Think you must be thinking of a different book mate. This analysis couldn't be further from the truth, in almost every particular.
Posted on 9 Sep 2008 16:37:23 BDT
I can only think that you have completely misundertood the book.
As I read it, I thought it was the most sensitive and moving portrayal of BC that I have ever read. I was in tears at the end and felt the author's heartache at the loss of a mentor and father figure.
Read it again and read it properly
In reply to an earlier post on 25 Sep 2008 15:38:34 BDT
Thanks for your comment to my posting. I felt, & still do, that there is an undercurent running in this book that was using Brian Clough's name for financial game.
With Best Regards,
In reply to an earlier post on 25 Sep 2008 15:39:45 BDT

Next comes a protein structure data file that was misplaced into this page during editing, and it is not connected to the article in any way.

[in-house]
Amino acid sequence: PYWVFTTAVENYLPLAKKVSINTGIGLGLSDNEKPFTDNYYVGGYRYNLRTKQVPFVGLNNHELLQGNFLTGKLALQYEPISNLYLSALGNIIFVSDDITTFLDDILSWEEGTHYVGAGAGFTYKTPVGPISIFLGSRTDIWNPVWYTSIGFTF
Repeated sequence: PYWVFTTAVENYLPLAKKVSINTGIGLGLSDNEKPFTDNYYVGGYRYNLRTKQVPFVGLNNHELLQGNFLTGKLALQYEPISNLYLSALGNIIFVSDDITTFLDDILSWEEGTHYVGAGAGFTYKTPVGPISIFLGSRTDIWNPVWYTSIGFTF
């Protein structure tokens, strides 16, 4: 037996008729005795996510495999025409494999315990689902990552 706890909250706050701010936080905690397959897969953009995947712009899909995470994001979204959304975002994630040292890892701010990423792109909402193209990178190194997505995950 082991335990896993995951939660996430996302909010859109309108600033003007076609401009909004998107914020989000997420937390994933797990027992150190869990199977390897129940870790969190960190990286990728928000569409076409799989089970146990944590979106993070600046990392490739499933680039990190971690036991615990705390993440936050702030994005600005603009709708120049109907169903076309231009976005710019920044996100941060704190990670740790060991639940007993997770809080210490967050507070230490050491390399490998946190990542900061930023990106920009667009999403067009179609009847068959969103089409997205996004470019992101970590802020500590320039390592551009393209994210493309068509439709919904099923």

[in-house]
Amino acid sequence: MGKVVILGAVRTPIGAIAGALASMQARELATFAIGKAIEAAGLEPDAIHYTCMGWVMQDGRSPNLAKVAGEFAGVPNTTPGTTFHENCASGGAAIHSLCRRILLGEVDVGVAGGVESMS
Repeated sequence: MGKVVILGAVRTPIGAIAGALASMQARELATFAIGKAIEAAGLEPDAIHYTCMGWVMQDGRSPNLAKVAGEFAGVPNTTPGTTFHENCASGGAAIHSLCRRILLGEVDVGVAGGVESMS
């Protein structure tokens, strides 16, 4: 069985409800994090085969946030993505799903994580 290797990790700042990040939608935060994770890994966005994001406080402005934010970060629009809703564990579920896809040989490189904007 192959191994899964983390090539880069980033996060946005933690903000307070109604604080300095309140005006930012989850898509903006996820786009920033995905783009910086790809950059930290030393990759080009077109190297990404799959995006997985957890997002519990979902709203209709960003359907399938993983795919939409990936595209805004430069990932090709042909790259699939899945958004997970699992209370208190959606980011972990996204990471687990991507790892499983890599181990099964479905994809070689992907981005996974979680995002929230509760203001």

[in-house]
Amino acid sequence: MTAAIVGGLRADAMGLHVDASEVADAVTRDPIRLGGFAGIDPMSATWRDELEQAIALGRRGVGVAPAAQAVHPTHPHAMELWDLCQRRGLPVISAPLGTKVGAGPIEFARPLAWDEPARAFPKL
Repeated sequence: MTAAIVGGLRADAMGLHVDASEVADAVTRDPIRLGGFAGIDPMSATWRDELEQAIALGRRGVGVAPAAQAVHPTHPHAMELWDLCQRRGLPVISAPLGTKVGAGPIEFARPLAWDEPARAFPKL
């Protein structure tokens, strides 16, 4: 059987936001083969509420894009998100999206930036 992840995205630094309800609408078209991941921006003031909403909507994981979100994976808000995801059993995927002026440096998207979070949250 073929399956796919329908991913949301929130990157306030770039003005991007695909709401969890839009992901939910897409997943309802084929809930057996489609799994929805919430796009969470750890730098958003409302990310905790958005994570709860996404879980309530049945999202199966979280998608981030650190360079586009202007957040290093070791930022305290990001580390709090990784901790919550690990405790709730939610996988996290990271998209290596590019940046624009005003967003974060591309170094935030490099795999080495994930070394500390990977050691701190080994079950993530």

Not sure if your comment was meant for me? Let me ask, "do you agree or disagree with my review?"
In reply to an earlier post on 25 Sep 2008 15:51:19 BDT
I've read the book, as I do with all the books that I purchase. I do also however take emotion out when I read & have my mind open. I followed Brian Clough's career & yes, controversial & outspoken he may have been, but for me, Duncan Hamilton found an old 'heirloom' in his attic & sold it in the name of Brian Clough.
I didn't think much of Duncan Hamilton's writing either, but hey, we're all entitled to our own opinions but considering I paid for the book, I'm entitled to pass mine on too.
Posted on 2 Apr 2010 14:09:40 BDT